Your planet seems to be a little bit on the impossible side.
You want you planet to be habitable for humans, and yet you want it to experience really extreme temperature changes which might exterminate all natural life on the planet. Including the plants that take carbon dioxide out of the air and convert it into the oxygen in the air.
Of course humans with sufficiently advanced technology could live on your planet. But the techiques they would need to shield themselves from the temperature swings would insulate them from the planetary enviromental conditions so much that they might as well living in an artifical space habitat.
You want the length of the planet's year to be 120 Earth years.
The length of a planet's year, defined as its orbital period around the planet, will depend on various factors. The equation to calculate the length of a planet's orbital period includes the mass of the star, the mass of the planet (which will almost always be so small comapred ot that of fhe star it can be ignored), and the distance between them.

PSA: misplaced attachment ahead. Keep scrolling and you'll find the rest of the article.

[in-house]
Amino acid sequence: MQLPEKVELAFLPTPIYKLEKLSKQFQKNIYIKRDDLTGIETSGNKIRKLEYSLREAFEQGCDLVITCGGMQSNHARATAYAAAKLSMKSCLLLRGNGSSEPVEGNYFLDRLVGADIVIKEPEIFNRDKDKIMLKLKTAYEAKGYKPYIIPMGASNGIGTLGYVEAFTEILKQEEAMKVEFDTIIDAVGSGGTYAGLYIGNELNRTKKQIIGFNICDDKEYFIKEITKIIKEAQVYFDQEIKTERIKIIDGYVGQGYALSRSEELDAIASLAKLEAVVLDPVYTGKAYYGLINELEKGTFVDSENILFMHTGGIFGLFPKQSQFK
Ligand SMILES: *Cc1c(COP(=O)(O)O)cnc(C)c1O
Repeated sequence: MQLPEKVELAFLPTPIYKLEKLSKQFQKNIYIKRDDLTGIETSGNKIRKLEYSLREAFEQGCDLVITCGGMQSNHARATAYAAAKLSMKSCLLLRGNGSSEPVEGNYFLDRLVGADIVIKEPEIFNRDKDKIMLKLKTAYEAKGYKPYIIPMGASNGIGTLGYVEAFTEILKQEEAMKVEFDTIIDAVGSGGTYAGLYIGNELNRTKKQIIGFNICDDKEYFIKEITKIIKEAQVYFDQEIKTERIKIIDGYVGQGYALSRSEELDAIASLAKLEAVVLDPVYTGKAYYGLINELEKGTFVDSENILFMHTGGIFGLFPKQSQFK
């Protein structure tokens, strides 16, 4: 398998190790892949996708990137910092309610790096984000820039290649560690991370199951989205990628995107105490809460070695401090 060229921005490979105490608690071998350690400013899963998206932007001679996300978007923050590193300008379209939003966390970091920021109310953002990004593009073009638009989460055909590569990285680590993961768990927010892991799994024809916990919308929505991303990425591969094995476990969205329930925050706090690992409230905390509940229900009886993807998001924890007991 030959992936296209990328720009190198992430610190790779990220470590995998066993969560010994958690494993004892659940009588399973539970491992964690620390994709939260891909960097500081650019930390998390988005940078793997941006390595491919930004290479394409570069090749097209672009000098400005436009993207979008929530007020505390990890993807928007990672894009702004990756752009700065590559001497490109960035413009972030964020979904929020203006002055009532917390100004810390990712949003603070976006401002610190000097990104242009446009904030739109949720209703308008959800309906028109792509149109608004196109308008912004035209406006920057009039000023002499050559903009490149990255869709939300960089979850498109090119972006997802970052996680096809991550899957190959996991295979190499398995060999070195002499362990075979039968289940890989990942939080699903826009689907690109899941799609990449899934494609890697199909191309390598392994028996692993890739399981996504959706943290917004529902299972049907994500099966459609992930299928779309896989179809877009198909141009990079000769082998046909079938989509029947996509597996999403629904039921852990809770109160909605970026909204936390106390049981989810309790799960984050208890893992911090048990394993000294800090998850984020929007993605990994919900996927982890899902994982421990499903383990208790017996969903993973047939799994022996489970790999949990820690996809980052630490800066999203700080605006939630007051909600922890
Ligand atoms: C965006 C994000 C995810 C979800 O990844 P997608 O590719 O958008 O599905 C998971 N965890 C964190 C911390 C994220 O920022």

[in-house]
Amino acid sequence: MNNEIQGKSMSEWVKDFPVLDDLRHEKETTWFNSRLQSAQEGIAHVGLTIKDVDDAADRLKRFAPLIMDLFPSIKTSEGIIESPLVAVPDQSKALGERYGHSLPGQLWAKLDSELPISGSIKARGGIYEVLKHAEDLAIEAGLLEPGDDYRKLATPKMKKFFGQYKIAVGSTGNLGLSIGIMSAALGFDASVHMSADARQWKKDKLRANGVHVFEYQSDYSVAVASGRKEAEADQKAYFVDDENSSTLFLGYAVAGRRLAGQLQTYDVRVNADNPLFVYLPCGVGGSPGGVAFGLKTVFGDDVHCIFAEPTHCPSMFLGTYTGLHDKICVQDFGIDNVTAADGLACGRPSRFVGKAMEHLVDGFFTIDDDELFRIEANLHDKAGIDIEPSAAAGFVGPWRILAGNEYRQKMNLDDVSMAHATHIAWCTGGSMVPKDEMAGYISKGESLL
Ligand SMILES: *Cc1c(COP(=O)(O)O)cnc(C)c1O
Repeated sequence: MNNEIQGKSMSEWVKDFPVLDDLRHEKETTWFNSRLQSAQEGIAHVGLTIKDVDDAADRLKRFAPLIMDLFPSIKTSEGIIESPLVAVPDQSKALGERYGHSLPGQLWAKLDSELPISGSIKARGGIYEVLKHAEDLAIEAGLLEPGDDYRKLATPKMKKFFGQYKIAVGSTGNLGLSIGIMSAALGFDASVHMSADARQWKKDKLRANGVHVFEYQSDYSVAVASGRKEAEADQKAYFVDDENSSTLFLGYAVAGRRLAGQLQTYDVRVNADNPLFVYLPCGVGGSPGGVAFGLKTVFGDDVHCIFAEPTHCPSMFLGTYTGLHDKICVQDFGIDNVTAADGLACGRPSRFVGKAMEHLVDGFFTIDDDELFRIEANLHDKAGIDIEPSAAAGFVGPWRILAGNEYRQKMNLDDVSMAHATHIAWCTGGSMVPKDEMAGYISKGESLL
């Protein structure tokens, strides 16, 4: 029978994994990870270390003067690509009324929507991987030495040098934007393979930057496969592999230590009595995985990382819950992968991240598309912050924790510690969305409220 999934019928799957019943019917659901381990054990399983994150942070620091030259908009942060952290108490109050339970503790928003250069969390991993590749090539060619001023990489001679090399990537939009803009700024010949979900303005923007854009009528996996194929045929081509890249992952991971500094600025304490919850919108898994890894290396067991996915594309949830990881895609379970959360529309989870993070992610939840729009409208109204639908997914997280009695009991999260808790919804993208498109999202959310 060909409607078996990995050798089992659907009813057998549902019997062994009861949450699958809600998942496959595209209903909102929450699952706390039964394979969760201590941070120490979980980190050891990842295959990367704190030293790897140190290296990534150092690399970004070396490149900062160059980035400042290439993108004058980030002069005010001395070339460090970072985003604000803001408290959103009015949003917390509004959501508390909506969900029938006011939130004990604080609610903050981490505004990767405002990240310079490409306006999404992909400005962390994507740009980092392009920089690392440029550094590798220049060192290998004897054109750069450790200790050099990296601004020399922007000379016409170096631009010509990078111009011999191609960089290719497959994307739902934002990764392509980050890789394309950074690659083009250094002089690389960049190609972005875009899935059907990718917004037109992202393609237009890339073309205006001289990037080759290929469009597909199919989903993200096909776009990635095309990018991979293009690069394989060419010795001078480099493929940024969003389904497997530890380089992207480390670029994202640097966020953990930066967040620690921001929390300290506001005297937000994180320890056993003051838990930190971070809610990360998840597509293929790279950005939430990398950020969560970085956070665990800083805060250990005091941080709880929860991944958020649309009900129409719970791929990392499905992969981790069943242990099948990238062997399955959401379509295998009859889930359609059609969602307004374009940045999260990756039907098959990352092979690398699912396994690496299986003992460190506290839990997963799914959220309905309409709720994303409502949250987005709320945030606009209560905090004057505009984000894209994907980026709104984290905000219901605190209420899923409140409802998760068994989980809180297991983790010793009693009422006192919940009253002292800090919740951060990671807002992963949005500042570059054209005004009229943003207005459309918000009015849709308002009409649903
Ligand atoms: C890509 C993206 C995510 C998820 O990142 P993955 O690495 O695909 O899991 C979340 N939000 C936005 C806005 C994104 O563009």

Stars have different luminosities. A star with a specific luminosity will have a specific distance where a planet will receive exactly as much light and heat from the star as Earth gets from the Sun, and so (other factors being equal) would have exactly the same average temperature as Earth. I call that orbital distance the Earth Equivalent Distance or EED.
And the circumstellar habitable zone around the star will extend inward toward the star and outward from the star around the EED. The circumstellar habitable zone is where a planet would receive enough radiation from the star for water to be liquid on the surface of the planet. If other factors are good, a planet in the habitable zone can be habitable for life.
So how wide is the circumstellar habitable zone around the Sun?
The various estimates seen here:
Show there is considerabledisagreement on wide the Sun's circumstellar habitable zone is.